CFPB orders U.S. Bank, DFS to return $6.5 million in fees to service members

cfpbThe CFPB ordered on Thursday that U.S. Bank and Dealers’ Financial Services, one of its nonbank affiliates, return approximately $6.5 million to servicemembers for the companies’ engagement in deceptive marketing and lending practices.

The companies created the Military Installment Loans and Educational Services program to sell subprime auto loans to active-duty members of the armed forces. The MILES program required service members to pay straight from their paychecks without properly disclosing details of the program itself and all associated fees.

Additionally, the CFPB review found that the MILES program deceived service members by understating the cost of certain add-on products sold in connection with the loans.

Though DFS and U.S. Bank are required to pay back the fees and costs paid by service members as a result of allotments they were required to use, the CFPB will not impose any civil penalties due to the companies’ cooperation in resolving the issue.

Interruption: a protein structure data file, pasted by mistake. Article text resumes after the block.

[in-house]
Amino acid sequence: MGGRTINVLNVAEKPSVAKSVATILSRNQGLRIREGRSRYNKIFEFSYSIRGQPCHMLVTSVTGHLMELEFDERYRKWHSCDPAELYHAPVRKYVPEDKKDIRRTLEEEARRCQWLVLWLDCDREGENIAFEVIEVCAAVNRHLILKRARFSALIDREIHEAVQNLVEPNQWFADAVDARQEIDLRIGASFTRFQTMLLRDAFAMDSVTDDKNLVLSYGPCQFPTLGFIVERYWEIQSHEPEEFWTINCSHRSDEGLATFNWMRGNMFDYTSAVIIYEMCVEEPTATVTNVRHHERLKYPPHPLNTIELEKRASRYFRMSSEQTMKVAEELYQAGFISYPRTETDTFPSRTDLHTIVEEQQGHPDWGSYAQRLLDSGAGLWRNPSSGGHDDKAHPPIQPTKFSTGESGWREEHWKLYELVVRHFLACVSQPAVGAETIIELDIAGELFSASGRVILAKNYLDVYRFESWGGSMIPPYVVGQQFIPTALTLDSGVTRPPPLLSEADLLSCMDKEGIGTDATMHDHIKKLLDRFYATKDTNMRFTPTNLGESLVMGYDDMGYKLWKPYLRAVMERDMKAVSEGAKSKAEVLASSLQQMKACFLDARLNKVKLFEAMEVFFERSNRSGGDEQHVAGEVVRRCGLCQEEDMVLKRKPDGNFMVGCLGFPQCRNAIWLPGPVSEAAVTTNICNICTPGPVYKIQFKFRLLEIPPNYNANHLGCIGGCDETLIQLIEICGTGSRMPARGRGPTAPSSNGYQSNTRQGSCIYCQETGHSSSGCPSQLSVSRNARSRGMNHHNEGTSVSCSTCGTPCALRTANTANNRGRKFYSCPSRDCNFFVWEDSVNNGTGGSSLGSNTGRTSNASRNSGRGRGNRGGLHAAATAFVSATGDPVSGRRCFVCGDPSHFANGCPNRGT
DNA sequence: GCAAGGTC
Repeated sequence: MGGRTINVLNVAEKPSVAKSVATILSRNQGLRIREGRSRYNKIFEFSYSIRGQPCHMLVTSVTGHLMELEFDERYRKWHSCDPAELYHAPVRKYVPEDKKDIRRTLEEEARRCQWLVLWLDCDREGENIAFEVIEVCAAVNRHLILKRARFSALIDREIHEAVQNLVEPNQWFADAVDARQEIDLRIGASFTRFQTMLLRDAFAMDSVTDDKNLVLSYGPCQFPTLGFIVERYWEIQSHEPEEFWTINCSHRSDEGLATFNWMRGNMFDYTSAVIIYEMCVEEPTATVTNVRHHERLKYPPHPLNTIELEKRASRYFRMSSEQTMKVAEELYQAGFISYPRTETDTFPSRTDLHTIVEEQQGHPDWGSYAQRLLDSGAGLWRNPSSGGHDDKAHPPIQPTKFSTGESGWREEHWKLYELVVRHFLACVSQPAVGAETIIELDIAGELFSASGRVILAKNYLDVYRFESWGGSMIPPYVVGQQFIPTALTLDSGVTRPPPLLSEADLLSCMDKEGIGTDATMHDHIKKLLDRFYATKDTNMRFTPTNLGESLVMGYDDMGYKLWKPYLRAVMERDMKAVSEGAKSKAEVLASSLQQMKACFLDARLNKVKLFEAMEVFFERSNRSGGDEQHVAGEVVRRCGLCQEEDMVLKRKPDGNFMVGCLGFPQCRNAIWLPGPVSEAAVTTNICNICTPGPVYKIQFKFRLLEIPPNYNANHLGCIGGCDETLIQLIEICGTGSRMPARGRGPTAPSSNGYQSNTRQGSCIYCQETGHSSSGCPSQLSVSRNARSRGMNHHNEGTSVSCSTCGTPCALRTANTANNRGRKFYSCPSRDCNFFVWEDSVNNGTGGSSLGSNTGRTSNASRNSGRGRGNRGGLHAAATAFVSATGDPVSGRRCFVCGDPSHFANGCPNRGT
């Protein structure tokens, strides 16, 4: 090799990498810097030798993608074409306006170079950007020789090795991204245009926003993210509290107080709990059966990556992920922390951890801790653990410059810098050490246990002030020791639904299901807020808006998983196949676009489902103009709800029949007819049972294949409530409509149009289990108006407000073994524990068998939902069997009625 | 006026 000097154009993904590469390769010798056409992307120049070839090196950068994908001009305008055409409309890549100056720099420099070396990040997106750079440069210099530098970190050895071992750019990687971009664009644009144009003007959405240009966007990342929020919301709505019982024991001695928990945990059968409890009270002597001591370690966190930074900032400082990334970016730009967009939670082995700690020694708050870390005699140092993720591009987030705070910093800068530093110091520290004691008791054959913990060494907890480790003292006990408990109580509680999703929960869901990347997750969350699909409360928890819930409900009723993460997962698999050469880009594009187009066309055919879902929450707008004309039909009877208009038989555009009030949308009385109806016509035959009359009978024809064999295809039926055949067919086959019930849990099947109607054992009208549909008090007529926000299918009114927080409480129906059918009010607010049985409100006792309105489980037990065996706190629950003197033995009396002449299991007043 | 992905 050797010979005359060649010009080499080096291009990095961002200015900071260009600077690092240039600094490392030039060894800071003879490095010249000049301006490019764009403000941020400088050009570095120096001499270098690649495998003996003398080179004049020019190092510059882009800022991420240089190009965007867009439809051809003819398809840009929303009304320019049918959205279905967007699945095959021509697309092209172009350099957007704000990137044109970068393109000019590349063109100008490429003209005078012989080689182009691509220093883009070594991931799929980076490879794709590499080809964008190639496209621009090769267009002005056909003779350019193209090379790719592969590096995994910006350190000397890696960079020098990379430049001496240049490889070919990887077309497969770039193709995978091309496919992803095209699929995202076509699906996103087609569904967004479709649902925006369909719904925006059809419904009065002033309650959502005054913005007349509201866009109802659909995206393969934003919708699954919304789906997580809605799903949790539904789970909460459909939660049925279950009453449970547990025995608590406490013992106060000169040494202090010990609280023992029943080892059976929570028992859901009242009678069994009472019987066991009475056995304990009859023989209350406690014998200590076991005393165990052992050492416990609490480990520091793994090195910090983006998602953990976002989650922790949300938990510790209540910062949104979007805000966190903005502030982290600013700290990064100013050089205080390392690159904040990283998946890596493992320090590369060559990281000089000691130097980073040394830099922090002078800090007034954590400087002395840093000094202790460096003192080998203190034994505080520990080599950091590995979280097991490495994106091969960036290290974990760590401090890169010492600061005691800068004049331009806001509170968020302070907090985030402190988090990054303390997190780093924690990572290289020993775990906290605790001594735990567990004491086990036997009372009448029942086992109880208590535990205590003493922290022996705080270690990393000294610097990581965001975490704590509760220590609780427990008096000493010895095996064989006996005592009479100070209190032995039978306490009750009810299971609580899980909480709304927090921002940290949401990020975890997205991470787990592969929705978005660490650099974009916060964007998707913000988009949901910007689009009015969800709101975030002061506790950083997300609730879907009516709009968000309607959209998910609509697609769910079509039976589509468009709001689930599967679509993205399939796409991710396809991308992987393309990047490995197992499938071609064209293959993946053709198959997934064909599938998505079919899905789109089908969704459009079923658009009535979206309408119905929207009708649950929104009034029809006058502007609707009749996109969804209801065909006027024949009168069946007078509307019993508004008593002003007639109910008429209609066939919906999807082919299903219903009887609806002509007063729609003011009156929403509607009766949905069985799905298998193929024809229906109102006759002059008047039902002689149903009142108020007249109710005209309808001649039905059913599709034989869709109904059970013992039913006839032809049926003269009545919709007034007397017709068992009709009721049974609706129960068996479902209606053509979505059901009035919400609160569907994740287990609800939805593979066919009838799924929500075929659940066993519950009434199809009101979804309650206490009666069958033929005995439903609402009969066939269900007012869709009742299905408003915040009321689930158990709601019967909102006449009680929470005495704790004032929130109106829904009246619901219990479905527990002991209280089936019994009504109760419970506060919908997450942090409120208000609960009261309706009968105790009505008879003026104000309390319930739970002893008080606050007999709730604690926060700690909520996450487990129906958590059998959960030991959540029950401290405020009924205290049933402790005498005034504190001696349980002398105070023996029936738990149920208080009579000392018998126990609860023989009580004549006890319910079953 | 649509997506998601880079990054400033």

“These orders are part of the Consumer Bureau’s larger efforts to protect service members,” CFPB Director Richard Cordray said. “The Dodd-Frank Act recognized that service members deserve special attention when it comes to the consumer financial protection laws. Today’s action reflects our determination to act to protect service members against harmful practices in the consumer financial marketplace. The Consumer Bureau’s Office of Servicemembers Affairs, under the leadership of OSA Assistant Director Holly Petraeus, and everyone at the Bureau will continue to stand side-by-side with our military and veterans.”

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